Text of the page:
Project Humanities kicks off fall with humor ... seriously
Why did the chicken cross the road? To get to the Project Humanities fall semester kickoff, of course.
The weeklong fun begins on Sept. 16 with a series of discussions and film screenings that support the theme of “Humor ... Seriously!” Free and open to the public, events touch on more than just surface level stand-up comedy.
John Morreall, professor of religious studies at the College of William & Mary, will present on humor in religion at 2 p.m., Sept. 17, at Barrett, The Honors College. While some feel that humor does not have a place in something as serious as religion, Morreall counters that Zen Buddhism, the ancient Greeks and the Fellowship of Merry Christians are just some of the groups who celebrate humor.
Best-selling author and former ASU professor Laurie Notaro will demonstrate how to incorporate humor into literature and writing. The discussion, which takes place at 6 p.m., Sept. 17, in the Cooley Ballroom on the Polytechnic campus, will teach participants where to find inspiration, establish timing, the role of rhythm and much more.
On Sept. 17 at 7 p.m.on the West campus, critically-acclaimed writer and artist, Allison Bechdel, will spend an evening discussing her use of humor in comic strip writting and graphic novels. Bechdel gained wider recognition for her work with the publication in 2006 of her groundbreaking graphic memoir Fun Home: A Family Tragicomic. Fun Home was a National Book Critics Circle Award Finalist and was named Best Book of 2006 by Time Magazine.
ASU alumnus David Jacobson will present on using humor as a therapy mechanism at 3:30 p.m., Sept. 18, at the Mercado on the Downtown Phoenix campus. The lecture, “What doesn’t kill you makes you funnier,” will detail the appropriate and inappropriate uses of humor, therapy methods – such as laughter yoga – and an in-depth look at humor in the healthcare system.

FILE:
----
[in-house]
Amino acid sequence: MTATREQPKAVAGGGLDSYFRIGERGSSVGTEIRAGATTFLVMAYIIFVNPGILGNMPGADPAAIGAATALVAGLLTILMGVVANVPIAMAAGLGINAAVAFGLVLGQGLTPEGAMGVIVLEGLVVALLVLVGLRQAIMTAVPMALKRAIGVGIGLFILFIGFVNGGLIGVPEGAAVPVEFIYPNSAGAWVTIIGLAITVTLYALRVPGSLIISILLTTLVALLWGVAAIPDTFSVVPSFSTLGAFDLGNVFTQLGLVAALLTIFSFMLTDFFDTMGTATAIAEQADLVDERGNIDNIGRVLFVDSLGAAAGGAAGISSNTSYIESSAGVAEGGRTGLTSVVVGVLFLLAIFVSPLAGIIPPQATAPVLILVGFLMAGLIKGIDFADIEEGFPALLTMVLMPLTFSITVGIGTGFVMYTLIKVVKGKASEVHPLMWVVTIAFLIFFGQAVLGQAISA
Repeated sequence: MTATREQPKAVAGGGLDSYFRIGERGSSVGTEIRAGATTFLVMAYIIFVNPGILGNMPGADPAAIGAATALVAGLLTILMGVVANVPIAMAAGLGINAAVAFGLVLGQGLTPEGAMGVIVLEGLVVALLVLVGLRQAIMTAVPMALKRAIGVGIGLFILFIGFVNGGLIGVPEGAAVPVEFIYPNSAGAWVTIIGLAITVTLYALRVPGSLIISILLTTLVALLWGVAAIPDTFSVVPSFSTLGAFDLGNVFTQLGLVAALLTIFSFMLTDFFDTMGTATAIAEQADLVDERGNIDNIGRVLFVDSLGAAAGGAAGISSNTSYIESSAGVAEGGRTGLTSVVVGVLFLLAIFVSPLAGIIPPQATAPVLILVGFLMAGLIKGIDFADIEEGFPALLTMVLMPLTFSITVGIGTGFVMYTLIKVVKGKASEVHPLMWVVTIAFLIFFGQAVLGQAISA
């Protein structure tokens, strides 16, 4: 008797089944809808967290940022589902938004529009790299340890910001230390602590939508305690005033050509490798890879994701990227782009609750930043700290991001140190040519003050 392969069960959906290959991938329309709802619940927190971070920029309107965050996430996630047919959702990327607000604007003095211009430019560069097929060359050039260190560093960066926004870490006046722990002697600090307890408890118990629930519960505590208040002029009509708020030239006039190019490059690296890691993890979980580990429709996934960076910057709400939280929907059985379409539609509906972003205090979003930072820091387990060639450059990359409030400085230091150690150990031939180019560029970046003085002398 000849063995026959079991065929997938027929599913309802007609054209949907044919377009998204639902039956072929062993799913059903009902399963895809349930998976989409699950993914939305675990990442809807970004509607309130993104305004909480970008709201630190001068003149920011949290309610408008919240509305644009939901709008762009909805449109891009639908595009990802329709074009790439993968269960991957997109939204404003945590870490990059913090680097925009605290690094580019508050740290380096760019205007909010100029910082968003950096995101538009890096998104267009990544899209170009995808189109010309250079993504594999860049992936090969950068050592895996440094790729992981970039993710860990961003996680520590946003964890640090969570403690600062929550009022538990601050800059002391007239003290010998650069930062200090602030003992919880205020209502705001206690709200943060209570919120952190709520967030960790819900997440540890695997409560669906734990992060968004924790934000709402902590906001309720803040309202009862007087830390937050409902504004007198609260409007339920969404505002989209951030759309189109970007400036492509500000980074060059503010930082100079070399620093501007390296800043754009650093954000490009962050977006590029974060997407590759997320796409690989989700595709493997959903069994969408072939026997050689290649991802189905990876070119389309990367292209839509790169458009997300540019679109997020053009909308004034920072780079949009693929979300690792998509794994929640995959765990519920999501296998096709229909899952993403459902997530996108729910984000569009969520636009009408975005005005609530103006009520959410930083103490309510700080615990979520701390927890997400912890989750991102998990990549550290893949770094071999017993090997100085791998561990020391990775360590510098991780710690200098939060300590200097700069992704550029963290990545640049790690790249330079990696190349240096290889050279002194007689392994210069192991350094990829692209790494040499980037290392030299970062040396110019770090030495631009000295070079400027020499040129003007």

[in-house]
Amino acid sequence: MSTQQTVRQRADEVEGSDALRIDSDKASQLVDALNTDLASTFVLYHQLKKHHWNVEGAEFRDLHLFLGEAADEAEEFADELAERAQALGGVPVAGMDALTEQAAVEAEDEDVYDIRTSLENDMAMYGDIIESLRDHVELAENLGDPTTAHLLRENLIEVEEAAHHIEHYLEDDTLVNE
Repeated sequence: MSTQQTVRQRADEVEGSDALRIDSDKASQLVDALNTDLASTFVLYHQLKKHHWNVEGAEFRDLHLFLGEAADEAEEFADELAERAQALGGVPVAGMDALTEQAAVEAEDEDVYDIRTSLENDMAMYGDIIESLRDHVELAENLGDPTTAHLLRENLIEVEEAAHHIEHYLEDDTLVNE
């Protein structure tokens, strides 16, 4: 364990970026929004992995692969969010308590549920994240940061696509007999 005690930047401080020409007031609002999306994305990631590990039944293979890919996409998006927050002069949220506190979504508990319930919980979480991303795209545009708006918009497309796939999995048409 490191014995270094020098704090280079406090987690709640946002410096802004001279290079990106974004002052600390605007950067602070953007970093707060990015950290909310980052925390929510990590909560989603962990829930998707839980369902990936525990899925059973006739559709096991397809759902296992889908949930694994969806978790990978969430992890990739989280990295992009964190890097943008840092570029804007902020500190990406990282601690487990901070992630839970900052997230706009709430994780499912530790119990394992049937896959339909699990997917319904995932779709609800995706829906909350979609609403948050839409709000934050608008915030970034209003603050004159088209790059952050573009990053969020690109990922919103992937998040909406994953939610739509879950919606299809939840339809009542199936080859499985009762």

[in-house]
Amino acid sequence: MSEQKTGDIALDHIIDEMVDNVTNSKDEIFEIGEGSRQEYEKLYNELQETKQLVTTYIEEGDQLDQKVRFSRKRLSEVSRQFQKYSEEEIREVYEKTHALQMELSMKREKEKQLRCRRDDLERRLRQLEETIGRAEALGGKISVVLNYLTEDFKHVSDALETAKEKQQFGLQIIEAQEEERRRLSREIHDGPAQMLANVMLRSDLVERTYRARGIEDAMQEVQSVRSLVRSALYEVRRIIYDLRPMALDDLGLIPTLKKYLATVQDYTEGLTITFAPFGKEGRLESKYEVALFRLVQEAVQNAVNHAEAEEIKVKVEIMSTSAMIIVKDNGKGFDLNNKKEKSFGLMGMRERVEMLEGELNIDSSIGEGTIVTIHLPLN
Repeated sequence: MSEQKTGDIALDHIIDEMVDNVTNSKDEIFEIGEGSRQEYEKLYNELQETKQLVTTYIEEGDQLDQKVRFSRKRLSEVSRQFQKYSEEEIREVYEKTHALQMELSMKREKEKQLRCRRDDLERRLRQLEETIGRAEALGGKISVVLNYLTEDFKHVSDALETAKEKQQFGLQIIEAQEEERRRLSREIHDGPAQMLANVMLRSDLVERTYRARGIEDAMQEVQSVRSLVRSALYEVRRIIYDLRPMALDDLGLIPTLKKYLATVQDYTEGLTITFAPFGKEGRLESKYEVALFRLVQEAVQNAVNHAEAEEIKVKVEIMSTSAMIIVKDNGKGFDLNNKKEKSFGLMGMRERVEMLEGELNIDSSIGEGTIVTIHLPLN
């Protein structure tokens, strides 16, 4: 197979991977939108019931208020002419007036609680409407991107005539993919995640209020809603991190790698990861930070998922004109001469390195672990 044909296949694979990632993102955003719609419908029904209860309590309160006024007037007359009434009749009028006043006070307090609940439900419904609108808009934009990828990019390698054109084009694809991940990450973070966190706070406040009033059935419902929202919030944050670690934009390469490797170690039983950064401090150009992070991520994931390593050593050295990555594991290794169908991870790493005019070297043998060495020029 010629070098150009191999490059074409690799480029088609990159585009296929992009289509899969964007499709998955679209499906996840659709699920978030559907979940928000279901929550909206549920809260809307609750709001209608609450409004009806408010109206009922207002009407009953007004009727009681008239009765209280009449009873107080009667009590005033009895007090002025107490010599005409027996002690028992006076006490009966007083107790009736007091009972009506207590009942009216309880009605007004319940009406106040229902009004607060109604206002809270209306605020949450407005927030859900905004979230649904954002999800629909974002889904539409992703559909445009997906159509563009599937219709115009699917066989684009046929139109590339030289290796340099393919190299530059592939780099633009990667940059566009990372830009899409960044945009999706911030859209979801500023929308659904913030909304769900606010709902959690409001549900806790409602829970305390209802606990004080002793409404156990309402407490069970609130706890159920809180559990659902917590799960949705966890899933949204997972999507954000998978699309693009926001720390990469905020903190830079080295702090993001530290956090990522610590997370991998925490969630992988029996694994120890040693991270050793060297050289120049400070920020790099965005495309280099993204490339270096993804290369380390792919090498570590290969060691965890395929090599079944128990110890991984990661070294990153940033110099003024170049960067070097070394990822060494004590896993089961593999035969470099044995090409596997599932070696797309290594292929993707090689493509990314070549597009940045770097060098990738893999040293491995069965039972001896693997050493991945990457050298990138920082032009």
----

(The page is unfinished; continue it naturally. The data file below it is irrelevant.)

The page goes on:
Later in the evening, ASU associate professor Bambi Haggins will participate in a screening of the HBO hit, “Why We Laugh: Funny Women,” which she helped write. The documentary features several well-known women in the comedic industry, including Kathy Griffin, Tig Notaro, Joan Rivers and Whoopi Goldberg. It starts at 6 p.m. on the Tempe campus.
Mathew Whitaker, director of the Center for the Study of Race and Democracy, will oversee a screening and discussion of "Why We Laugh: Black Comedians on Black Comedy" at 6 p.m., on Sept. 19, on the Downtown Phoenix campus. The documentary features interviews with Bill Cosby, Chris Rock, Whoopi Goldberg, Dave Chappelle and more.
Comedy fans and entrepreneurs will want to attend a special talk from Krissy Lenz, director of the National Comedy Theatre, and Matt Dearing, owner of Tempe Improv, at 3 p.m., Sept. 20, in the W. P. Carey Building on the Tempe campus. The pair will draw upon their personal experiences as entrepreneurs to share insight into the world of comedy and entertainment marketing.
Ending the week off right, Phonetic Spit will be holding a workshop and open mic session at noon and 2 p.m., Sept. 21, for young people looking to establish their voice to become a driven and contributing citizen of the world. The group uses spoken word poetry to improve literacy and end silence. The workshops will take place at the Burton Barr Central Library in Phoenix.
To view the entire lineup, visit humanities.asu.edu.